An alternative approach is to select those sections of a textbook that are directly relevant to your course and to gather these into a course text. Some publishers offer you the service of designing customised textbooks in this way (For example, see here). You can also select material from more than one textbook if appropriate. It may be possible, subject to copyright restrictions, to do this yourself (by scanning or copying texts) without involving the publisher – you should check with the library for advice on how copyright would apply in your own specific case.
Once you have a polycopié developed, you can supply your lecture notes through the bookshop L’Integrale. They duplicate your notes, manage the stock and handle the sale to students.
Finally, a good polycopié is a solid step towards publishing your own textbook. The EPFL Press has a primary objective of the publication of valid scientific and pedagogical content. They also have a specialised catalogue with full series for each domain (publications in both French and English).
- Link to Flexible teaching guide
- Quick Start Guide: Using a tablet to handwrite and annotate
An important resource that you can leverage to enhance the quality of teaching and learning in your course is your teaching team (which includes your teaching assistants). See How to Get a TA for more information on getting teaching assistants to support your teaching.
Here are some suggestions that you may wish to consider:
- Setting clear goals and expectations. Your teaching team is there to help you and your students achieve their learning goals. However, they need to be made aware of those goals, and shown how to specifically help you progress towards them. Organise a briefing session before the semester starts to give them the big picture overview, clear guidelines about your expectations, ideas about session preparations, and specific instructions about how you wish them to supervise the students and mark their assessment submissions. If possible, meet them more frequently (before every couple of classes, or once a month) to discuss specifics with respect to upcoming classes.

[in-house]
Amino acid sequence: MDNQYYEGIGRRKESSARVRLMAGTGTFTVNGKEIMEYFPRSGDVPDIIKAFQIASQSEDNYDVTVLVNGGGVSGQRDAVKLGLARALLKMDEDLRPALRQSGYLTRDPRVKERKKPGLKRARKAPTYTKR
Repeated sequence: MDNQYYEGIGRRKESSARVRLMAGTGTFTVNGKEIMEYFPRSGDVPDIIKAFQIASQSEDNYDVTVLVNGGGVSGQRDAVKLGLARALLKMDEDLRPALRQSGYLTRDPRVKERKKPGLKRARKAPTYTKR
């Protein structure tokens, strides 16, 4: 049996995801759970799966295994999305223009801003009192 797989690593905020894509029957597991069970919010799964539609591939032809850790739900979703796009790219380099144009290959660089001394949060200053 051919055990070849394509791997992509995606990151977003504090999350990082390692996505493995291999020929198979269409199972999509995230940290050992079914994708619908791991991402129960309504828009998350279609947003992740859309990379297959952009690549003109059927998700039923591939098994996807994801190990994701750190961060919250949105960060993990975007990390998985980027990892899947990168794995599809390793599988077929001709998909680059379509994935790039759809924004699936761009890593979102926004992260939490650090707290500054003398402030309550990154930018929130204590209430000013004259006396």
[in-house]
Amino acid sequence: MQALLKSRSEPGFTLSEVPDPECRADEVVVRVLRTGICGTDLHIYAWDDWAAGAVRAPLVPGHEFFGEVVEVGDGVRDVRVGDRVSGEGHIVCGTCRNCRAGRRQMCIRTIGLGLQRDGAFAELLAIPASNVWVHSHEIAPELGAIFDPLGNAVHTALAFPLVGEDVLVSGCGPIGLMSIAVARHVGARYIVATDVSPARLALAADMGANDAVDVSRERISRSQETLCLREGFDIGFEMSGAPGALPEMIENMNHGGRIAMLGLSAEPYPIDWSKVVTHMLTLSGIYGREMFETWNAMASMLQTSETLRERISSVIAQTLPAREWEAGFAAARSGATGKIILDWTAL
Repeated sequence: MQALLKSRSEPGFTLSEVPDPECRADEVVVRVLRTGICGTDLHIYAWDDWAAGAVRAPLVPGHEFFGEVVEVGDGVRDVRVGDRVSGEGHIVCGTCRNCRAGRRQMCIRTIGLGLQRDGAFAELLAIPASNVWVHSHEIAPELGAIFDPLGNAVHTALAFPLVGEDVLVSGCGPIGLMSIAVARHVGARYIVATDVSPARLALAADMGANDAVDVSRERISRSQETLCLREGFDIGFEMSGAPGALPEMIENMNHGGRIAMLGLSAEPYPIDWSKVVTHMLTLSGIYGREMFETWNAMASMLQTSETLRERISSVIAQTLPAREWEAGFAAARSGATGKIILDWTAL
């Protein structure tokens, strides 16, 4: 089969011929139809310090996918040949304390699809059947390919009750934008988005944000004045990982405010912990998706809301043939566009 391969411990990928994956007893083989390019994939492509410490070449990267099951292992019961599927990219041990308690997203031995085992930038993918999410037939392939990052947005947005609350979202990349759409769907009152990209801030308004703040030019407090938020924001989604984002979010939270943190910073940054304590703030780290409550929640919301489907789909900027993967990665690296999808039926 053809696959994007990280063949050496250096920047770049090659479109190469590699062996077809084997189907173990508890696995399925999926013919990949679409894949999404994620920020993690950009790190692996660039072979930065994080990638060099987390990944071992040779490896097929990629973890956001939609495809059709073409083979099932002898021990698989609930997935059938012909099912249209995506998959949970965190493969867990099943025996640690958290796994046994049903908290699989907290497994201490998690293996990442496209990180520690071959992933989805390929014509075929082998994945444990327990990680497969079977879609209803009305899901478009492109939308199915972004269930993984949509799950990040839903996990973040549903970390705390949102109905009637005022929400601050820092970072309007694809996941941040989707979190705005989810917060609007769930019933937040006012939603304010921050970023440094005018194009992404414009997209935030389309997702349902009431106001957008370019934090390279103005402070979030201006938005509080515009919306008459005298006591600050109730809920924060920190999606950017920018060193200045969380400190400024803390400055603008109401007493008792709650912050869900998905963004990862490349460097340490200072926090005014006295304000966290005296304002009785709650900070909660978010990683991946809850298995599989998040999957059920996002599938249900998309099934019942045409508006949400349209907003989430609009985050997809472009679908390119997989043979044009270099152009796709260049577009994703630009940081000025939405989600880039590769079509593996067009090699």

- Support them during the semester. Visit the classrooms (particularly at the beginning) to ensure that they have all the tools they need to help your students succeed. Additionally, this will give you the opportunity to observe how your students are progressing towards their learning goals under the supervision of your teaching assistants. h.
- Debrief periodically. Debrief your assistants as frequently as possible, but at least once after the course. Frequent debriefings will give you a better idea of the status of student learning and prompt you to implement changes if necessary.
Share feedback: Share the feedback you get from students with your teaching team if applicable. Think of this as an opportunity for them to grow as teachers and develop their teaching skills.
Your teaching assistants have a big influence on the quality of the teaching and learning process in your course. To help them enhance their teaching skills you can suggest that they benefit from the training opportunities tailored to their needs: CAPE organises specific teaching workshops for assistants, which they can attend.